Throat cancer occurs when there is an abnormal growth and proliferation of cells in the throat.
Throat cancer staging can help doctors to determine what type of treatment is needed and it can also help in predicting a patient’s chance of recovery or prognosis. There are three criteria or classifications used to describe the stage of cancer. TNM is an acronym for Tumor, Node, and Metastasis. Physicians evaluate these three factors to establish the cancer stage:
- Tumor - describes how large the tumor is and where it is located
- Node - indicates whether the tumor has spread to the lymph nodes
- Metastasis - indicates whether the cancer has metastasized or spread to other body parts such as the lungs, brain and bones.
By combining these 3 criteria, doctors determine the stage of the cancer.
Stage 0 Cancer
The image on the left shows the throat, specifically the pharynx. The image in the middle is the front view of the back of the throat. The last image is an enlarged version of the middle image. The encircled area is the section with the tumor in stage 0 (carcinoma in situ).
Stage 0 throat cancer describes the very early stage of cancer, which indicates that the tumor cells are found only in a single tissue layer (Tis), and have not spread to the lymph nodes (N0) or distant organs (M0).
Stage I Cancer
Stage I describes a small-sized tumor (T1). There is no spread of cancer cells to lymph nodes (N0) or to distant organs (M0). Early stages of throat cancer, which are confined to the surface, may be surgically treated using endoscopy. Special surgical equipment or a laser may be inserted through the scope to scrape off, cut out, or vaporize using laser superficial tumors.
Stage II describes an enlarging tumor, which is starting to spread to nearby areas (T2), but has not spread to the lymph nodes (N0) or to distant body parts (M0).
For early stages of throat cancer, doctors may perform radiation therapy, which is often the only necessary treatment. Radiotherapy uses high-energy particles, like X-rays, to kill cancer cells. These particles may be delivered using a large machine (external beam radiation) or from small radioactive seeds and wires placed inside the body, near the tumor (brachytherapy).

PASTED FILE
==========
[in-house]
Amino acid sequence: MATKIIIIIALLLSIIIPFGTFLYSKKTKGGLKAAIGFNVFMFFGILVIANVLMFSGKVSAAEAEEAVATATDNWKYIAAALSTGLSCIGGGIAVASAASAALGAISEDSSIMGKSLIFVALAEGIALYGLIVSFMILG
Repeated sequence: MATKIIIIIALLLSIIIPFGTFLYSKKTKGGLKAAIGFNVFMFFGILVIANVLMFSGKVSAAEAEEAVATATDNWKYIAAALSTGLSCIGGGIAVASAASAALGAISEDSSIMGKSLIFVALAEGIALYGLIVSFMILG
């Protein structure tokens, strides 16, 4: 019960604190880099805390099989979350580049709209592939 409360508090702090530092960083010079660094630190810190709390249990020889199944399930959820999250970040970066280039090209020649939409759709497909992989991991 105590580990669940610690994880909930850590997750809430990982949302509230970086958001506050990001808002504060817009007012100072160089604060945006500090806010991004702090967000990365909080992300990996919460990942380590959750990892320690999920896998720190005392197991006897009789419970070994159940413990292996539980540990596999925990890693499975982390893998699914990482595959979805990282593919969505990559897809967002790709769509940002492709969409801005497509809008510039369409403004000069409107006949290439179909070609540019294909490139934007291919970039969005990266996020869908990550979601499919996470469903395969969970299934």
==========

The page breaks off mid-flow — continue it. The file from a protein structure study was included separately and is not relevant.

Treatment of small throat cancers may also involve removal of a part of the throat during surgery. These parts may be reconstructed to allow for the normal swallowing of food.
A person with Stage III cancer has a larger tumor (T3), but with no spread to lymph nodes (N0) or distant areas (M0). It may also describe a smaller tumor (T1 or T2), but with cancer cells that have spread to regional lymph nodes (N1), although there is no sign of metastasis or spread to spread to distant areas (M0).
Surgery may be performed to remove a part or the entire throat, which usually includes excision of the voice box (larynx) as well. Reconstruction of the throat may be done to facilitate the swallowing of food.
Aside from surgery, chemotherapy may rely on chemicals to kill cancerous cells. Chemotherapy is combined with radiation therapy to make cancer cells more sensitive to radiotherapy. However, this combination therapy increases the risk of side effects from both treatments.
Another treatment option is using targeted drugs to alter cancer cell growth. Cetuximab (Erbitux) is a drug that is used to stop the action of a protein in certain types of throat cancer cells. Targeted drugs may be combined with chemotherapy or radiotherapy.
When the tumor has enlarged and invaded other nearby tissues (T4a) and has either spread to lymph nodes on the same side of the tumor (N1) or has not, the cancer is Stage IVA. Other tissues that may be invaded by the tumor include the thyroid, the esophagus, and nearby blood vessels.
However, this can also describe any tumor size (any T) with significant cancer spread to lymph nodes (N2), although there is no metastasis yet (M0). The image on the far right shows lymph node involvement.
Treatment of advanced throat cancers may involve chemotherapy, radiotherapy, surgical removal of lymph nodes through neck dissection, and tumor removal surgery.
Any tumor (any T) that has extensively spread to the lymph nodes (N3), as shown by the image on far right, but does not involve other organs (M0), is classified as Stage IVB.
For cancer of the larynx, this stage indicates a very advanced, localized tumor (T4b), which may or may not involve the lymph nodes (any N), but does not involve metastasis (M0).
Cancer is at Stage IVC when there is evidence of distant spread to other organs, regardless of tumor size and lymph node involvement. The illustration at the far right shows common sites of metastasis including the bone, lungs, kidney, liver, and brain. This stage carries a grave prognosis, because cancer cells have been carried through circulation to distant parts of the body.